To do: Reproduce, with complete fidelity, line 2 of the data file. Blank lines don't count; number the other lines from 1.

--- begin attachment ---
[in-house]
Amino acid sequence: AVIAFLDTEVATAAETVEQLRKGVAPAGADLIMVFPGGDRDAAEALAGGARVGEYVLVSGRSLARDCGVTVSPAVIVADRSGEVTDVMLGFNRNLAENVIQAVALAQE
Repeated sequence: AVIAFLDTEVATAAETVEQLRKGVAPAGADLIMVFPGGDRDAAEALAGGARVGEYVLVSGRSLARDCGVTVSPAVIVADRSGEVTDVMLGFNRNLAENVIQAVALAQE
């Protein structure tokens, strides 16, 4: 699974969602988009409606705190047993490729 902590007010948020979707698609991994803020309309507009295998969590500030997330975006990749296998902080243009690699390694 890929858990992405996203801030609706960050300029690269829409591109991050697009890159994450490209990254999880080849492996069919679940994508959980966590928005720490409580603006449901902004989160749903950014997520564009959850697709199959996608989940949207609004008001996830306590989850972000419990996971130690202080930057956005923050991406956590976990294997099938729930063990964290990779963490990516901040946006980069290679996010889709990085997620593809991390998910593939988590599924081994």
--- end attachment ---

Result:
Amino acid sequence: AVIAFLDTEVATAAETVEQLRKGVAPAGADLIMVFPGGDRDAAEALAGGARVGEYVLVSGRSLARDCGVTVSPAVIVADRSGEVTDVMLGFNRNLAENVIQAVALAQE